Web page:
coming up, you may be feeling generous to make a donation towards charities that best match your current interests and passions. Perhaps you have been thinking about how you can make a difference in another person’s life by donating money towards a worthy cause or organisation.
Either way, it’s important to do your research first before diving deep and choosing a charity that may seem reputable. You also need to factor in how much you can actually afford if you are making monthly or annual donations to the charity of your choice, and how this impacts your current cash flow.
In this guide, SkillsTalk walk you through the steps to help you choose a charity that has your best interests at heart, making your dollars count towards something meaningful.
Tips on how to make your charity donations count
- Use online tools to help you decide what charity fit your needs best.
- Check to see if your donations are tax deductible.
- Only donate what you can afford.
- Be wary of fake charities.
1. Use online tools to help you decide what charity fit your needs best.
According to Probono Australia
, it’s been found that 5 in 6 Australians
donate to not-for-profits, with an estimated $143 billion
given in the last year. In saying this, the generosity of Australia is high and people are willing to give their dollars to support a charity. It’s no surprise that Australians are inclined to support charities in other ways such as:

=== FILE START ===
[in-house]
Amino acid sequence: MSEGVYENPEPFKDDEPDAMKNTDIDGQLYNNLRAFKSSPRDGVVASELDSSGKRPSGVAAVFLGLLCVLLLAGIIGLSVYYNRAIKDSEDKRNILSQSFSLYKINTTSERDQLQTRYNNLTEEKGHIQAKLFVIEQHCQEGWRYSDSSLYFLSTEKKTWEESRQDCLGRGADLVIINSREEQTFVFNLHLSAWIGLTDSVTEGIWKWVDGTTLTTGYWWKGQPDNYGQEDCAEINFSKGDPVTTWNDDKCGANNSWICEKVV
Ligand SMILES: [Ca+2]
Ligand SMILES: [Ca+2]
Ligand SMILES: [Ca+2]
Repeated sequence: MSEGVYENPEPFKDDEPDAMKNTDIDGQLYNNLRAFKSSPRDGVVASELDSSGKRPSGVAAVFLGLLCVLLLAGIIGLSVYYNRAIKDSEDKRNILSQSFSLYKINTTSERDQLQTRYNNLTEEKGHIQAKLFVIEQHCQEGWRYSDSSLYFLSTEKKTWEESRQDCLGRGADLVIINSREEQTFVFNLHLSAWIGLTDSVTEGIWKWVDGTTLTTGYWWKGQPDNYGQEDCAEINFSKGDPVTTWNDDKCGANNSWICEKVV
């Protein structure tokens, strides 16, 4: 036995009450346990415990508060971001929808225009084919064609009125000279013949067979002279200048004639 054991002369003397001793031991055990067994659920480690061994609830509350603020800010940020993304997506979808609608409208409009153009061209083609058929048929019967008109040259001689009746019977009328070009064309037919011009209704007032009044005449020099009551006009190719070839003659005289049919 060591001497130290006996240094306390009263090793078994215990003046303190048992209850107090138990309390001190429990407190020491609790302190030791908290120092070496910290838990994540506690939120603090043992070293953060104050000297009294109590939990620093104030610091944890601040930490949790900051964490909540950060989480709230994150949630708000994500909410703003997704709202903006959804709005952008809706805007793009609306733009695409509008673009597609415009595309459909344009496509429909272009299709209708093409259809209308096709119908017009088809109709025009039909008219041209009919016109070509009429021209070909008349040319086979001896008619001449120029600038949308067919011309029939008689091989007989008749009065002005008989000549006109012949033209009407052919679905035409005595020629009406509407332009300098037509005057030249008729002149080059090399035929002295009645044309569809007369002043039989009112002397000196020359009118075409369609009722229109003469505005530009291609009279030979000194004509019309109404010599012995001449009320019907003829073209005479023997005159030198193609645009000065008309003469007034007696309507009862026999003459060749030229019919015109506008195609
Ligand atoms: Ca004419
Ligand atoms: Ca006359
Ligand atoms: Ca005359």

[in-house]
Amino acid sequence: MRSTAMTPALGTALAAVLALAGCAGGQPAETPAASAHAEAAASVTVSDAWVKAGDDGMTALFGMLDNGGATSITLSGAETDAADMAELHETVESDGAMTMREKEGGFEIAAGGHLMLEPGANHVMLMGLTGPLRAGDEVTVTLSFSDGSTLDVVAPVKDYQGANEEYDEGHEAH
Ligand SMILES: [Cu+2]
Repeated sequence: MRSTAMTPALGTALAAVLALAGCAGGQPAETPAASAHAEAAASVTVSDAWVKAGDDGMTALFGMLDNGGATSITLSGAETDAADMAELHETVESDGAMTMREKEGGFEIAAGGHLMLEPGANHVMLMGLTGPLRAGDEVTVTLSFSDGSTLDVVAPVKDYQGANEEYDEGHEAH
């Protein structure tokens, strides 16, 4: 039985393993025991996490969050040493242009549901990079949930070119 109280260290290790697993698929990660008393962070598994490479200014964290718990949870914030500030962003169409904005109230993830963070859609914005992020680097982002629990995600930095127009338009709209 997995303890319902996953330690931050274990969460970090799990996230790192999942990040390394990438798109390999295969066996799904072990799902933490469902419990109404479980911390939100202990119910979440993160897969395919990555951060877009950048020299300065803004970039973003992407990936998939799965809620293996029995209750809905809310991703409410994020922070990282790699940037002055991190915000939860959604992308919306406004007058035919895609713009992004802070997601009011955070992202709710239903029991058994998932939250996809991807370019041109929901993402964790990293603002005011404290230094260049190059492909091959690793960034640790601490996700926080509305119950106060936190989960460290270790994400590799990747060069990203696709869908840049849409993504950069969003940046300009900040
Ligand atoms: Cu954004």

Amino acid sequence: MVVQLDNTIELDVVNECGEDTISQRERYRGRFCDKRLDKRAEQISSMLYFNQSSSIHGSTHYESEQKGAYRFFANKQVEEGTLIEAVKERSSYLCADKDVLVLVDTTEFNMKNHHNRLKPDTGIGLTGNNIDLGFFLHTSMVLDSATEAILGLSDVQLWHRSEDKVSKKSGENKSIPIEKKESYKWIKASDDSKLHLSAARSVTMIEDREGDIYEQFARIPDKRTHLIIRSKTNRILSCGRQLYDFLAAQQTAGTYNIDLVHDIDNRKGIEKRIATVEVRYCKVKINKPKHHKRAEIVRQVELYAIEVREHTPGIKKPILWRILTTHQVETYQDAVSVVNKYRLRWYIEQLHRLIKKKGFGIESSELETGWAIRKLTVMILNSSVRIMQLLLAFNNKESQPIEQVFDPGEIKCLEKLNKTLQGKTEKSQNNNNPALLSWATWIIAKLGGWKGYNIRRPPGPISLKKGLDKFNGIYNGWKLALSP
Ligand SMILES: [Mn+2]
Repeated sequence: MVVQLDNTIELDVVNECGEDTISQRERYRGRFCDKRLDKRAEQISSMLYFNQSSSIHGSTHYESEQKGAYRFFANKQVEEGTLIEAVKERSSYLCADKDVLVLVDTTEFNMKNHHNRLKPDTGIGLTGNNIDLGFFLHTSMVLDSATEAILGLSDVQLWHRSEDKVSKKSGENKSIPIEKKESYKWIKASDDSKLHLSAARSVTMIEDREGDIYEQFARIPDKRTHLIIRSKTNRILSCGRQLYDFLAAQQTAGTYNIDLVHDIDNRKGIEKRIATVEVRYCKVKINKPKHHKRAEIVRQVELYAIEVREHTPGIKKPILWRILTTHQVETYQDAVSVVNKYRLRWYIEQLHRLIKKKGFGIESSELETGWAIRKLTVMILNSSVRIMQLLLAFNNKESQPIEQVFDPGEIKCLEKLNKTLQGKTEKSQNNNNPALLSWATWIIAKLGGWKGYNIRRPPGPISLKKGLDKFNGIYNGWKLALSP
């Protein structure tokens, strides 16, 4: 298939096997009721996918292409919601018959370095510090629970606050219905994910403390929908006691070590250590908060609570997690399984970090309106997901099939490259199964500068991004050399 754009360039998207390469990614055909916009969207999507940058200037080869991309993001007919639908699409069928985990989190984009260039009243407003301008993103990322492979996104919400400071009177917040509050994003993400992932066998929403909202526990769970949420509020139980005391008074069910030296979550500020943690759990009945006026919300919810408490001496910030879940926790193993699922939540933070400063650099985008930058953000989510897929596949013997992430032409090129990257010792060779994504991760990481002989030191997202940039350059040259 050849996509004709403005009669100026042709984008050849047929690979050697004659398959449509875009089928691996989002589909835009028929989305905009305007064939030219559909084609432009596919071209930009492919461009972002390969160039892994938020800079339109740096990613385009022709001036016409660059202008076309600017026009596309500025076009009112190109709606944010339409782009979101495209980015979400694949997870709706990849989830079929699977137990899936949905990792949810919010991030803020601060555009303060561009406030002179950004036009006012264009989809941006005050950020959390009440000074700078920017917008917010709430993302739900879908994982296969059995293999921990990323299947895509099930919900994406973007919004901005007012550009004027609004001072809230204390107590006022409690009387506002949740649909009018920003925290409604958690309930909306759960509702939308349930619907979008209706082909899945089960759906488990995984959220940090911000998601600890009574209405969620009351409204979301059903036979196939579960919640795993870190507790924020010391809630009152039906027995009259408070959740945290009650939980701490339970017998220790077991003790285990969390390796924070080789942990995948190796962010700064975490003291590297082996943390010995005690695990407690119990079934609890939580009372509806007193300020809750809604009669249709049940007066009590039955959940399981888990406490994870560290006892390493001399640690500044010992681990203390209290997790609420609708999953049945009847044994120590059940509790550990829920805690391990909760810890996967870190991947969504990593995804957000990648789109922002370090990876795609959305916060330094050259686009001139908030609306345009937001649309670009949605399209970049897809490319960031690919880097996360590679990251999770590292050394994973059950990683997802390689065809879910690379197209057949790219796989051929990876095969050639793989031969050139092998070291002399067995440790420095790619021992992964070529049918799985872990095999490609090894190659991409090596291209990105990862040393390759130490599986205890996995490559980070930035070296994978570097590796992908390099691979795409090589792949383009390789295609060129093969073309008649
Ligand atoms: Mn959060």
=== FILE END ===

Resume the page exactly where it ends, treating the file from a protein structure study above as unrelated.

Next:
Either way, it can be difficult to make the decision of choosing which charity is best to donate to, so with the aid of online tools, they can make it a much easier process to decide where your donations should go. The following are suggested websites that can help you review each charity and make a decision on whether or not you should sign up and become a regular donor:
- ChangePath: if you’re currently not donating and are thinking about giving some money to your chosen charities, this website can help you decide. The main benefits of using the online website tool provided is that ChangePath have their own ratings for both transparency and financial sustainability. The majority of their data is sourced from the ACNC register and when you use the tool, it lists down your charity of choice and shows you a solid breakdown on where your donations go towards. You also have the option to filter through the list of charities and pick a category, whether that be for an environmental or mental health cause.